Sunday, October 28, 2007

Graphic non-fiction links galore!

Wow, all of a sudden I have a ton of great links to share, all about graphic non-fiction. And sometimes you find them in the darndest of places...

Last night I was hanging out in a pub on the MIT campus and happened upon Joost Bonsen, the creator of an interesting new book called Howtoons that aims to get kids excited about engineering. It has all sorts of projects for things that people can make at home with commonly found items. There is also a Howtoons website featuring lots more online.

Also there was Joost's friend Drew, who pointed out to me that the latest edition of Nature features the graphic "Adventures in Synthetic Biology" teaching about DNA and engineering biology. It starts with some very basic concepts, and then ramps up to some very complex stuff (a pdf. is also downloadable from here). Very cool!

Finally, several months ago a student named Shane Smith had emailed me about an essay he was writing about "essay comics," and, practicing what he preached, that's exactly what he's created! "Academaesthetics: How the essay and the comic can save each other" is a (long!) graphic essay arguing just what that title says (linked site leads to pdf). Definitely worth reading, especially for its comparative analysis of mine and McCloud's definitions of "comics" and as a well executed use of the medium it's advocating.

Go now!

Tuesday, October 16, 2007

Ambiguous signage in words and pictures

Things have been crazy busy lately, so blogging has been a bit sparse. However, here's a few signs I found around the Boston area that struck me as interesting for their ambiguity. First off...

This sign posted outside a fence to a lumber-yard features a line I've noticed more and more around here, which is "Police Take Notice." What initially amused me about the sign, and this phrase in particular, is that this can be read in two ways.

The first, what I assume is the intended way, says something along the lines of "No Tresspassing. Police will notice if you do."

The other interpretation is directed at the police: "No Tresspassing. Hey Police, that means you! Stay out!" I just pictured some guy with no shirt, overalls, and a shotgun looking out at his lumber hoping no cops come around.

Here's the other sign, from a street post:

This one is clearly trying to prevent domestic abuse, fairly clearly stated by the text. However, the image can be a little ambiguous. Given that only two hands are shown without connection to other bodies, it is technically unclear whether they belong to the same or different people. The different readings give very different interpretations.

Again, starting with the intended view, they belong to different people. The fist of one person is being stopped by another person — the illustrated stopping of the fist of domestic violence.

However, if you perceive the two hands as belonging to the same person, it seems like the common gesture of one person grinding or punching their fist against their own open hand as if itching for a fight. This gets just the opposite meaning, since it implies a desire/threat for violence.

Sunday, October 07, 2007

Panoramic Comic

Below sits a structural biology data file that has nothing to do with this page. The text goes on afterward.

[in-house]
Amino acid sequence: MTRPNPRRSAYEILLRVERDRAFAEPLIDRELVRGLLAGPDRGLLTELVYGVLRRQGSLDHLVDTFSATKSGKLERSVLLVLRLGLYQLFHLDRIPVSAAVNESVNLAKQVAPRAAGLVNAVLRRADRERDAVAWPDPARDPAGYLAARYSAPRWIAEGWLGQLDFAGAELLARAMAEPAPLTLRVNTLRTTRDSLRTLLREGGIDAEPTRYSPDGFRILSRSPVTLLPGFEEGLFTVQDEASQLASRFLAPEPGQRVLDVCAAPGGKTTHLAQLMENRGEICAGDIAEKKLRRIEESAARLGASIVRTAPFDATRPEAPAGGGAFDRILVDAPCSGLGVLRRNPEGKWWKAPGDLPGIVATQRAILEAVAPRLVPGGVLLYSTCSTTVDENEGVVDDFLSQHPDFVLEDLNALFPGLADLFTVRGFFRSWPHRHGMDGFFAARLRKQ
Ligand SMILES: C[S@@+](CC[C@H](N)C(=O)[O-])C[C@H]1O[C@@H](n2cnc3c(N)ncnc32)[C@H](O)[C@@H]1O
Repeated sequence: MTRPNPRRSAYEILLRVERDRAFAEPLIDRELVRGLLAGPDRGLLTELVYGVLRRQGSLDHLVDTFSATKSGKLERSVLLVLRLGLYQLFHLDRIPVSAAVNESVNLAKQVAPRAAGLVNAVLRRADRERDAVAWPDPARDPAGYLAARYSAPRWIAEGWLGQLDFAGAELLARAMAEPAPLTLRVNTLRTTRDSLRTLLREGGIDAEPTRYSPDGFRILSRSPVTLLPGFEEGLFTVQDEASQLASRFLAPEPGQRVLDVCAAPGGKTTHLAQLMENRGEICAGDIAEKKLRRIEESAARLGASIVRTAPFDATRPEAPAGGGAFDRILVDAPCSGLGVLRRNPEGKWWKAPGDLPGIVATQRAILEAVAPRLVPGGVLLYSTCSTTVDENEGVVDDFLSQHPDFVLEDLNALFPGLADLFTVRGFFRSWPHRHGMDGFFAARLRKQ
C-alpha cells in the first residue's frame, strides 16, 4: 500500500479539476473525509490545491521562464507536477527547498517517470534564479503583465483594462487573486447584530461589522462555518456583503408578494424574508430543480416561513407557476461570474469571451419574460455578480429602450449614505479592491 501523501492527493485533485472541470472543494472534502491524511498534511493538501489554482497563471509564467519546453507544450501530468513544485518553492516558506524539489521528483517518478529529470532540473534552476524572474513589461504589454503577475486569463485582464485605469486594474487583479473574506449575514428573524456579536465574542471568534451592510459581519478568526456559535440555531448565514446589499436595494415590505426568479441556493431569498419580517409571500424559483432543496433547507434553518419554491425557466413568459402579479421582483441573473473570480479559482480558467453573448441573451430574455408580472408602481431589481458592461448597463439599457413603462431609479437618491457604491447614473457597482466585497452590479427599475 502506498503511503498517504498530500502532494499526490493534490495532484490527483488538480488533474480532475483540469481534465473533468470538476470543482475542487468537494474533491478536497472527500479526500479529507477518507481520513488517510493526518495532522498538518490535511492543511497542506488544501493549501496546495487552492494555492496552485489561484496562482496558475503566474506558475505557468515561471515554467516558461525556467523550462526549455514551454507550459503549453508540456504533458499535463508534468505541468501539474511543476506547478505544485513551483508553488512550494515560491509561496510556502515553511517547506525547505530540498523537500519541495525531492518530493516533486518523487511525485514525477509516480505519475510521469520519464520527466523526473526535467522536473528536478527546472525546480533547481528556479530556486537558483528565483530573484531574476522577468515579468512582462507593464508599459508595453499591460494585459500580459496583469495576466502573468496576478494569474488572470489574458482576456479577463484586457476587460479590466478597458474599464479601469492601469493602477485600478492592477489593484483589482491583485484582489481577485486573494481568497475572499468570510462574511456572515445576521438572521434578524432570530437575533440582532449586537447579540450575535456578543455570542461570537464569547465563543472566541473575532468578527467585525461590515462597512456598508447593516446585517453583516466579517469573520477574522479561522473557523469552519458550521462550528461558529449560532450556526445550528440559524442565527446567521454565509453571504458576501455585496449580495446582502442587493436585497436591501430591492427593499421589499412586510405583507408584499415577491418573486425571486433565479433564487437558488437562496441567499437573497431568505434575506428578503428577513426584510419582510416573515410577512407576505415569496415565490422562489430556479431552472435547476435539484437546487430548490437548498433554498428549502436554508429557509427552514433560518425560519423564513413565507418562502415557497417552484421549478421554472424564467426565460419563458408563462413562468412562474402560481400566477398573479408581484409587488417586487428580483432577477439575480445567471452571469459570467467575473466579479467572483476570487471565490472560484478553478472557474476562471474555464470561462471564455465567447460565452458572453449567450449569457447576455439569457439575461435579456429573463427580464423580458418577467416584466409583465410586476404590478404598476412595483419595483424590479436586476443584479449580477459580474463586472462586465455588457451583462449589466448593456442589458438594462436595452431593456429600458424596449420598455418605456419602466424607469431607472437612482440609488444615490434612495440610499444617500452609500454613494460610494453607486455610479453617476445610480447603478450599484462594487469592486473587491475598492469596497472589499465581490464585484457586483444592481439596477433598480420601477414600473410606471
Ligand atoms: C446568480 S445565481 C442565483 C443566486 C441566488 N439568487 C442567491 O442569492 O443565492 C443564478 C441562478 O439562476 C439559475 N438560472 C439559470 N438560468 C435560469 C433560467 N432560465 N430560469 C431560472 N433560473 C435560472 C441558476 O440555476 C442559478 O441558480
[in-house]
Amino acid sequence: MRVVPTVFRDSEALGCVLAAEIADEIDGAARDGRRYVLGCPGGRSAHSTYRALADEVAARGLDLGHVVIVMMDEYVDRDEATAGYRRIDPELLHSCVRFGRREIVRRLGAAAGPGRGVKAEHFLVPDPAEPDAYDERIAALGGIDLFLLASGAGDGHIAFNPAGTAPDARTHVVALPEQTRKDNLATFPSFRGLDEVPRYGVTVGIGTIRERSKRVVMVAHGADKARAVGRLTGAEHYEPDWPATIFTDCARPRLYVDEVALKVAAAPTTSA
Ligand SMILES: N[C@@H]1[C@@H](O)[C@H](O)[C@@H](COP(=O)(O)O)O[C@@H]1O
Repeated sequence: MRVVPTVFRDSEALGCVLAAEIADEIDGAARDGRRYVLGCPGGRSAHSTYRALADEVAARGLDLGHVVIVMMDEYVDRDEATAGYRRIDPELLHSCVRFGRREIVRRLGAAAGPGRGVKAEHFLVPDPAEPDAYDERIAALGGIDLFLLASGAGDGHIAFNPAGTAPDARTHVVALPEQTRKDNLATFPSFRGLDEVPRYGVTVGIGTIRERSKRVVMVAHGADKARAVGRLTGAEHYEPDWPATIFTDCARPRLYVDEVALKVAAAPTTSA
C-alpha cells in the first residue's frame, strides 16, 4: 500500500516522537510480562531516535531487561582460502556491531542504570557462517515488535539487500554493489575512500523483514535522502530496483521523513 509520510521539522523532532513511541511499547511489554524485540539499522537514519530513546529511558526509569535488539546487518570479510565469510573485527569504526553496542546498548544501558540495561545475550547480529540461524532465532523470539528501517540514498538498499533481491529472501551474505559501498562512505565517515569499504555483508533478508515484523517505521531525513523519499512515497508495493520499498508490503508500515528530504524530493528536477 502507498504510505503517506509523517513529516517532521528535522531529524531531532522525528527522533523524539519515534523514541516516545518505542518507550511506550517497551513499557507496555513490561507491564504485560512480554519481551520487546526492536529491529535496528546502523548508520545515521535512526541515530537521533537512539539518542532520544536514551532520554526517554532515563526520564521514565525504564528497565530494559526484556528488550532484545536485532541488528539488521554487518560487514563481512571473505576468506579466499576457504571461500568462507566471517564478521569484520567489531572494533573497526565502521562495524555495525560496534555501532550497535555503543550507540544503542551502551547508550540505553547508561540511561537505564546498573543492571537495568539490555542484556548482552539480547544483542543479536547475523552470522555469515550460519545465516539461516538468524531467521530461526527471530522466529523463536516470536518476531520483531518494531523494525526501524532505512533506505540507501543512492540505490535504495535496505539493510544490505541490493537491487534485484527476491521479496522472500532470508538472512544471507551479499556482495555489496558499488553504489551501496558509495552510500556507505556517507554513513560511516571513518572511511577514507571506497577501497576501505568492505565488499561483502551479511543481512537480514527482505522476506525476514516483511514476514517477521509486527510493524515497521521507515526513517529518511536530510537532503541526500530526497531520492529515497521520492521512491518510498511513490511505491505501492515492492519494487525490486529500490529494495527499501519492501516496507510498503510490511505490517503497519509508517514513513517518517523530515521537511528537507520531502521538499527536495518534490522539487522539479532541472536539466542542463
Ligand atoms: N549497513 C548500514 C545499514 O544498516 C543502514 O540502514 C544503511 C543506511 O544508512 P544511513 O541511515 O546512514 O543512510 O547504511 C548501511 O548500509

Via the TalkAboutComics blog comes a link to this very cool comic where the entire story is depicted using successive panoramic viewpoints. It's a very interesting use of the Infinite Canvas. Narratively, most of the comic is what I'd call "passive/negative entities" — just a non-active cityscape — though it oscillates with scattered glimpses of the character in the apartment (though does not show him doing a sustained activity. The text is primarily dominant, but the panoramic certain gives a narrative feel that feels fairly unique. Check it out!

Wednesday, October 03, 2007

Visual language in society

As I've mentioned before, I think that the meshing of the notion of "comics" with sequential images (a simple glossing of what I call visual language) actually hurts the perception of the graphic form by pigeon-holing it into a specific cultural context.

If this form of communication was actually used like a language there would be no reason people would call it "comics," and I certainly wouldn't have to be arguing that it is literally a language. Its recognition as a language would be self-evident from its usage.

This is why I always correct people who claim that we have a visual culture, or that people these days have a vast visual literacy. They have a familiarity with technological or cinematic representations, certainly. But, when 2/3 of America can likely not draw a coherent narrative sequence? Visual fluency, I doubt they have.

Truly, the need to argue for a "visual language" only comes out of a society where such usage is exceptional, not the norm. You can't have a culture where people claim visual communication is vast and prevalent, while at the same time have books arguing for increased usage of it.

Can you imagine books arguing for why people should be using language more? It wouldn't happen, because language is so prevalent and pervasive in society that to do so would be boring.

That's the extant of visual language I'd like to see — where someday people will look back on my writings and think its bizarre that someone had to argue for someone to even need to make the argument that its language.